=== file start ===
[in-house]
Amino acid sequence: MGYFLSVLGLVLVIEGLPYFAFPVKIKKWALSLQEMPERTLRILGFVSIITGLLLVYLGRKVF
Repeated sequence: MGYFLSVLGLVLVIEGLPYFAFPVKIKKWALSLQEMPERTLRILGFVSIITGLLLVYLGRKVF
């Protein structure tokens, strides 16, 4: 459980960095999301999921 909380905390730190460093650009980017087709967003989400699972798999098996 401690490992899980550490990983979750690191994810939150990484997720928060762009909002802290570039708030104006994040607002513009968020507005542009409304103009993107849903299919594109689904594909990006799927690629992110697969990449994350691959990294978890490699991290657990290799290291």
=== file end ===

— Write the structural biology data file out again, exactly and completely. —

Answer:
[in-house]
Amino acid sequence: MGYFLSVLGLVLVIEGLPYFAFPVKIKKWALSLQEMPERTLRILGFVSIITGLLLVYLGRKVF
Repeated sequence: MGYFLSVLGLVLVIEGLPYFAFPVKIKKWALSLQEMPERTLRILGFVSIITGLLLVYLGRKVF
């Protein structure tokens, strides 16, 4: 459980960095999301999921 909380905390730190460093650009980017087709967003989400699972798999098996 401690490992899980550490990983979750690191994810939150990484997720928060762009909002802290570039708030104006994040607002513009968020507005542009409304103009993107849903299919594109689904594909990006799927690629992110697969990449994350691959990294978890490699991290657990290799290291």